The Mennonite Brethren Church of Manitoba has suspended Jubilee Mennonite Church in Winnipeg, Man., over the congregation’s stance on LGBTQ inclusion.
In a letter from conference moderator Dave Enns dated Sept. 29, the congregation — founded in 1995 as a dual-conference congregation belonging to both MBCM and Mennonite Church Manitoba — was notified its statement of inclusion fails to adhere to the Canadian Conference of Mennonite Brethren Churches’ Confession of Faith by not upholding the definition of marriage as exclusive to a man and woman for life.
Since Jubilee leadership “has communicated with clarity that the church lacks the will to adjust this statement to find harmony with our shared confession,” its membership was suspended as of Oct. 3, in accordance with the conference’s constitution, Enns stated.
For Jubilee pastor Ken Warkentin, the decision was disappointing.
“I feel terrible. I am sad, I am disappointed, and I am heartbroken,” he said, noting that Jubilee has benefited over the years from support from the MBCM.
At the same time, Warkentin feels his church did “a very good job of prayerful discernment over a difficult issue. Jubilee continues to honor God and welcome our neighbors and strangers alike. My faith has been rekindled and sharpened through our reflections, prayers and learning. This congregation inspires me.”
Cam Priebe, executive director of the MBCM, said he was unable to comment about the decision at this time.
Jubilee’s path to this point began in 2021, when the church decided to explore whether to welcome and affirm members of the LGBTQ community.
After more than a year of discussion, study and prayer, the congregation issued a statement in June affirming “all people are made in the image of God and are equally loved by God,” and that everyone is welcome to join “regardless of gender identity, sexual orientation, race, ethnicity, social or economic status or ability.”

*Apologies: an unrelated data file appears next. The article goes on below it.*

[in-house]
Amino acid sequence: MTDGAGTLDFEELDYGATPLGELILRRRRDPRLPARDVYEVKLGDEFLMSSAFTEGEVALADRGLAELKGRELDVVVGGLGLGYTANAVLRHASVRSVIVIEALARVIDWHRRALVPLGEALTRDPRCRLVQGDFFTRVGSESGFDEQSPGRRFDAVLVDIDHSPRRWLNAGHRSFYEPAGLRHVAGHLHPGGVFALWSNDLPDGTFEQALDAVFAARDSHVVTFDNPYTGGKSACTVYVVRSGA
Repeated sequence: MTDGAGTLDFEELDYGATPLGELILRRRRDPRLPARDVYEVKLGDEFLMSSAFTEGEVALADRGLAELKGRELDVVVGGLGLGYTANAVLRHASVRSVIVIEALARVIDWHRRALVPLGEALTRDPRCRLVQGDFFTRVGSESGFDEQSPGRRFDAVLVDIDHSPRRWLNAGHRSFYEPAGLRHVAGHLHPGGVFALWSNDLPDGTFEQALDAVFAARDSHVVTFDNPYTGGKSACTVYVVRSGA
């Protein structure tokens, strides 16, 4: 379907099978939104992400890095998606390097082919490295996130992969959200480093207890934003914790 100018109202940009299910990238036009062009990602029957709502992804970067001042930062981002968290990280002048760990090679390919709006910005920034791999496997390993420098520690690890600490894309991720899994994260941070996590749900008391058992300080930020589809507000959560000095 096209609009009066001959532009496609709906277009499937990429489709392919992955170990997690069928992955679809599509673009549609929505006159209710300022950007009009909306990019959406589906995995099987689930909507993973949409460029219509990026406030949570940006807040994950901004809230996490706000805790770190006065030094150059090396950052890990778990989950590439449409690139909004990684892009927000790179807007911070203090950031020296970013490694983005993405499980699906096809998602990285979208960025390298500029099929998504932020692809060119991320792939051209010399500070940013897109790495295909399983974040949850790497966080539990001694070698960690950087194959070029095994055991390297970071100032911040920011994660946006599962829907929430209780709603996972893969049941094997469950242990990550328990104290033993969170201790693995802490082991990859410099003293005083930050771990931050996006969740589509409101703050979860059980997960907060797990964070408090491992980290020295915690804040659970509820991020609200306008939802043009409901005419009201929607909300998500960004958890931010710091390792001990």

Through membership, everyone is welcome to participate in the full life of the church, including communion, baptism and marriage, the statement went on to say.
During the process leading to the decision, Warkentin, who is serving as interim minister, conducted interviews with almost everyone in the 50-person congregation.
As a result of those individual meetings, along with congregational gatherings, “it was clear the church wanted to make a statement” of welcome for LGBTQ people, he said. At the meeting where the statement was approved, “there wasn’t a single voice against it,” he said.
After making its decision, the congregation informed leaders of both conferences. While MBCM expressed reservations, Michael Pahl, executive minister of MC Manitoba, was more welcoming.
Pahl said MC Manitoba, which is a part of Mennonite Church Canada, is “committed to creating space for congregations to discern how the Spirit is leading them with regard to LGBTQ+ inclusion. . . . This process leads to greater awareness of the challenges faced by our LGBTQ+ siblings and neighbors and a greater compassion for these beloved children of God.”
With Jubilee’s announcement, 10 of 37 congregations in the conference are now “fully affirming,” he said.